This briefing outlines why long-term strategies are a fundamental component of national climate policy architecture, and how SIDS can benefit from developing one, both directly in terms of prioritising efforts for achieving the Paris Agreement goals, and indirectly through synergies with other sustainable development and resilience goals. While we focus here on the energy sector – the largest source of emissions for SIDS – an effective LTS should consider all sectors, as well as the interlinkages between them.
Emission reduction targets
Based on analysis of emission pathways consistent with long-term climate goals, we derive global and regional targets for reducing emissions, for example in 2020, 2025, 2030 and 2050.
This report presents domestic emissions pathways required to keep to the Paris Agreement’s 1.5°C limit for five countries: Viet Nam, Philippines, India, Indonesia and Japan and assesses if current 2030 climate targets are in line with these pathways. Pathways are derived from the pathways assessed in the IPCC Special Report 1.5°C. Key decarbonisation benchmarks for the power sector consistent with 1.5°C emissions pathways are also provided.
Because of the international community’s delay in cutting carbon emissions, some degree of reliance on carbon dioxide removal (CDR) options is now inevitable to achieve the Paris Agreement’s long-term temperature goal. This report seeks to answer questions regarding implementation of CDR options at scale. Can the sustainability challenges, risks and trade-offs inherent in large-scale CDR efforts be managed? What governance tools would need to be in place to deploy CDR options at the levels the IPCC says are needed? Can provisions under the current climate change regime support implementation at scale, or will further provisions and incentives be needed?
The global response to the COVID-19 pandemic has led to a sudden reduction of both GHG emissions and air pollutants. This paper uses national mobility data to estimate global emission reductions for ten species during the period February to June 2020 in order to evaluate future warming scenarios.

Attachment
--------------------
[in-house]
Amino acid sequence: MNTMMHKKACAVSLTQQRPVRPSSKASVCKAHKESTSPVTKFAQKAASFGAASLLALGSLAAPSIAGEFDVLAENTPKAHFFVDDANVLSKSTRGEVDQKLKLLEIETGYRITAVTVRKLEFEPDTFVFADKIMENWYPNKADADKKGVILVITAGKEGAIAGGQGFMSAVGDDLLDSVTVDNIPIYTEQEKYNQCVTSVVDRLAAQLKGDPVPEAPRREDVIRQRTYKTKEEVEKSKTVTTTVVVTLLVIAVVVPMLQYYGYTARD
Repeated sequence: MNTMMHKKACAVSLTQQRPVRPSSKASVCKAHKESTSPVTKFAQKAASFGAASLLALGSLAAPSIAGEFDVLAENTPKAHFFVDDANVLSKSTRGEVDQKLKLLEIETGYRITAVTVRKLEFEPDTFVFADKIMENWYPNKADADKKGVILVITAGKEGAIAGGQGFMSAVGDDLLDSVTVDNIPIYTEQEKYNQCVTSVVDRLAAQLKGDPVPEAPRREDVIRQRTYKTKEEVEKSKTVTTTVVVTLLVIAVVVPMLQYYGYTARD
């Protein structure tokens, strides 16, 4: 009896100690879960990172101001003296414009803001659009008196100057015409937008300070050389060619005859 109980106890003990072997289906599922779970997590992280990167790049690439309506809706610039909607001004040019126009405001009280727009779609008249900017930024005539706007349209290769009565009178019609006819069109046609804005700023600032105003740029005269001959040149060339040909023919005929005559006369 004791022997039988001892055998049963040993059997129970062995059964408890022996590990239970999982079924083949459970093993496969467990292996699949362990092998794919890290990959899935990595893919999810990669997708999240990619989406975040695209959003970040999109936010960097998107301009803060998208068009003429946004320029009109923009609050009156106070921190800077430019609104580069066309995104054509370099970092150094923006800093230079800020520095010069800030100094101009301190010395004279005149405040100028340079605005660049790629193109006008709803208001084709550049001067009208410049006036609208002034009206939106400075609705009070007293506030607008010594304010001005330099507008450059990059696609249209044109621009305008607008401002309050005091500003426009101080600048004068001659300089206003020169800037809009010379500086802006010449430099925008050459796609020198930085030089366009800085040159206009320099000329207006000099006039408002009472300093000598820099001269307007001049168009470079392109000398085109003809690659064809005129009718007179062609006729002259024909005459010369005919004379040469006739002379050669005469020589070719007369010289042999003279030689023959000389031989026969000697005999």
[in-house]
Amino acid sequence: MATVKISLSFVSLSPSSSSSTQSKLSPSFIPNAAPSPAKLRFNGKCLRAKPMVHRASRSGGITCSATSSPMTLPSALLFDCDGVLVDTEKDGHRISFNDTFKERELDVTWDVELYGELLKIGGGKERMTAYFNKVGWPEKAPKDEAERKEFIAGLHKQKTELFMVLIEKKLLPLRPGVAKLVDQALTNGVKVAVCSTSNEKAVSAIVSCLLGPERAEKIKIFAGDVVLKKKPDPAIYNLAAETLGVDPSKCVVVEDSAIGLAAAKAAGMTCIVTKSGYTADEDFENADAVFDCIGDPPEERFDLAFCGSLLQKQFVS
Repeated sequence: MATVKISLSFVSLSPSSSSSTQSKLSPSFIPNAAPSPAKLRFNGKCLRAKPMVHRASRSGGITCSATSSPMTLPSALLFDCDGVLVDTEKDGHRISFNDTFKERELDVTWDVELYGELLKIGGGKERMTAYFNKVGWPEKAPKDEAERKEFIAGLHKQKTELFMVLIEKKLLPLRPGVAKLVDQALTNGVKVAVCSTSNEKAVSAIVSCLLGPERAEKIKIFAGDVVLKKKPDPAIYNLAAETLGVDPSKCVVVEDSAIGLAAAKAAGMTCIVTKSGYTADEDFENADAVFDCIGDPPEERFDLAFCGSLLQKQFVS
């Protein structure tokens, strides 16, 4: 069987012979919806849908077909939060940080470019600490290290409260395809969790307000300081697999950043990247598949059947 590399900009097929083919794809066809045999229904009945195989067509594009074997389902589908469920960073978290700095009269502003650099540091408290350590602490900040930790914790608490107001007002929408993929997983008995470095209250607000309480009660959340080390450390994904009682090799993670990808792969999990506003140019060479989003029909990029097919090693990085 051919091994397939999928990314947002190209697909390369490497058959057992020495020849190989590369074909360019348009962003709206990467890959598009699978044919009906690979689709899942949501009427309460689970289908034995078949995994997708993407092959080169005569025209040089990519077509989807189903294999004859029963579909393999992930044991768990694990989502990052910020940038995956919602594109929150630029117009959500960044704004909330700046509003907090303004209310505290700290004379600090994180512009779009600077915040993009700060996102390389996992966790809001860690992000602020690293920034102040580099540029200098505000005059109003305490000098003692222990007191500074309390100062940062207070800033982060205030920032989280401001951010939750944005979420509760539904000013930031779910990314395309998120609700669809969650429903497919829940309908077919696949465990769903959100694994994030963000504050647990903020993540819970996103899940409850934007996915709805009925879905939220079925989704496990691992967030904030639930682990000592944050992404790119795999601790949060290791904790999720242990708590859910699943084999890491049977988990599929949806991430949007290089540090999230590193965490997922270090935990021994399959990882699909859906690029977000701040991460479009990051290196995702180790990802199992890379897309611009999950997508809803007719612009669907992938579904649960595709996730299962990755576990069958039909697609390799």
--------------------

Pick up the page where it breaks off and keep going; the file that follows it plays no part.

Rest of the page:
This study analyses the significance of sticking to the 1.5°C temperature goal when devising new NDCs under the Paris Agreement in order to avoid severe climate impacts.
Germany will have to boost its national targets and implement appropriate measures if it is to meet the Paris Agreement’s goals, and this will place considerable demands on the transport sector, according to this study commissioned by Agora Verkehrswende. The EU’s most populous country will also have to support the bloc in increasing its climate action.
Deutschland wird seine nationalen Ziele verstärken und geeignete Maßnahmen ergreifen müssen, um die Ziele des Pariser Klimaabkommens zu erreichen. Dies wird laut der Studie von Climate Analytics, im Auftrag von Agora Verkehrswende, erhebliche Anstrengungen im Verkehrssektor erfordern. Auch das bevölkerungsreichste Land der EU wird sich seiner Verantwortung stellen müssen.
The Paris Agreement commits all countries to take ambitious steps to guarantee a low carbon future. This requires individual national governments to submit more ambitious emission reduction targets. In support of this urgent need to translate global trajectories to be in line with the Paris Agreement, this project, founded by the IKEA Foundation, shows how a group of countries, across all regions and development spectrum can update their NDCs to be in line with the Paris climate goals.
The project aims to investigate how changes in land cover and land management can help to meet the mitigation and adaptation objectives of the Paris Agreement, as well as the Sustainable Development Goals. The project partners findings will be disseminated through a number of tools, events and products and by closely involving stakeholders and policy-makers, with the aim to support sustainable land use decision-making.
COP21 Results and Implications for Pathways and Policies for Low Emissions European Societies The Paris Agreement represents an important new strategic context for EU climate policy. Analysing the implications of this new context requires an interdisciplinary approach, combining analysis of the evolution of the international climate regime as well as of NDCs and their socio-economic implications.
Science and policy to assist and support SIDSs and LDCs to negotiate a strong international climate regime, enabling low carbon development and supporting adaptation needs.
Implemented under a collaborative framework, this project is designed to provide specific analytical, scientific and strategic information and support to strengthen the capacity of Least Developed Countries (LDCs). Project Period: 2011 - 2012
Climate Analytics provides analytical support to NGOs. Project Period: 2009